Economists find critique of gun buyback flawed
A 2006 study claiming that Australia’s gun buyback had no effect on homicide or suicide rates was seriously flawed, according to new research.
Economists Dr Christine Neill, of Wilfrid Laurier University in Canada and Dr Andrew Leigh from The Australian National University, have revisited a study published by Dr Jeanine Baker and Dr Samara McPhedran in the British Journal of Criminology.
“Baker and McPhedran claimed to have shown that the gun buyback had no impact on either gun homicide or suicide rates. But their statistical models were not appropriate to analysing death rates, and their results don’t hold up once we make minor specification changes,” Dr Neill said.
“Part of the problem with the original study was that it drew strong conclusions from data that covered a very short period of time – starting from a time when firearm death rates were high by historical standards.”
Baker and McPhedran claim that their conclusions account both for the possibility of that people who intended to commit homicide or suicide might have switched to alternative methods (method substitution), and for underlying trends in death rates caused by social changes.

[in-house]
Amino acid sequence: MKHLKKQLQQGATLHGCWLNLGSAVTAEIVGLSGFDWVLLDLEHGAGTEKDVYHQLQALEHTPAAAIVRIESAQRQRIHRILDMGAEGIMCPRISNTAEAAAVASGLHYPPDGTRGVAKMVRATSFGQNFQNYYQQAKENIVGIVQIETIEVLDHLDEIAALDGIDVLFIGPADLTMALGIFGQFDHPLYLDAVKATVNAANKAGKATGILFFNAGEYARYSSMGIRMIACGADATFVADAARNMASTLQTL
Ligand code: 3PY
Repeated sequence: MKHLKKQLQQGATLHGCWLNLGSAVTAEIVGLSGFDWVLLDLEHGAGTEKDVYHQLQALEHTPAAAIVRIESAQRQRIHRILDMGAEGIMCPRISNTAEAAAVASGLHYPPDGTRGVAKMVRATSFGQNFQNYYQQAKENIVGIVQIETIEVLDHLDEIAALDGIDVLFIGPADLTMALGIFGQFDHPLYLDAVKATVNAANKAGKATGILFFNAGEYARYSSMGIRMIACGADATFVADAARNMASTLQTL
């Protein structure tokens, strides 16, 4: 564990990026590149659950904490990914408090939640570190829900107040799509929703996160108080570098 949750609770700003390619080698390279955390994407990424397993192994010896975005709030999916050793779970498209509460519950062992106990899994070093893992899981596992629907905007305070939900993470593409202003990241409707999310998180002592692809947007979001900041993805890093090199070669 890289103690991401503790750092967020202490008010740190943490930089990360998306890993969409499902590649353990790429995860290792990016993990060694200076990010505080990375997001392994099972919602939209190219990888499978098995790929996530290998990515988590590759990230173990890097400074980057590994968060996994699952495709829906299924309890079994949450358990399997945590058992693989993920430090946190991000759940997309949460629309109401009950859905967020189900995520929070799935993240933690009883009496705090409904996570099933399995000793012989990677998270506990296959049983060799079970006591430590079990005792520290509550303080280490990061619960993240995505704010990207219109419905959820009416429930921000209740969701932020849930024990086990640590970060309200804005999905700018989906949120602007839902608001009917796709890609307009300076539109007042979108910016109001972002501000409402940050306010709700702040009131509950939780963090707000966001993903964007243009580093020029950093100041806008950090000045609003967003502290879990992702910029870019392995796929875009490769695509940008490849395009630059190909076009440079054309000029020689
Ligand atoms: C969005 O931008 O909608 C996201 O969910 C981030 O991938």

Leigh and Neill show that relying solely on changes in death rates over time makes it impossible to do both. But, said Dr Leigh, “Since the gun buyback, the non-firearm homicide rate has stayed stable, and the non-firearm suicide rate has fallen. This does not appear to point to any substantial method substitution.”
Although a simple analysis of changes in death rates since 1997 alone cannot conclusively answer the question of whether the NFA cut gun deaths, Leigh and Neill argue that the only fair conclusion given the available evidence is that there was a substantial drop in firearm deaths after 1997.
“We find reductions in both gun homicide and gun suicide rates that are statistically significant, meaning that they are larger than would have been expected by mere chance,” Dr Leigh said. “Our best estimates are that the gun buyback has saved between 128 and 282 lives per year.”
These findings can be used to assess the cost-effectiveness of the gun buyback. Economists typically put the value of a life saved at around $2.5 million. At a one-off cost of approximately $500 million, this suggests that the gun buyback has proved a good use of public money.
A copy of the paper, Weak Tests and Strong Conclusions: A Re-Analysis of Gun Deaths and the Australian Firearms Buyback, is available at: econrsss.anu.edu.au/~aleigh/
Christine Neill and Andrew Leigh have no affiliations with pro-gun or anti-gun associations.
Source: Australian National University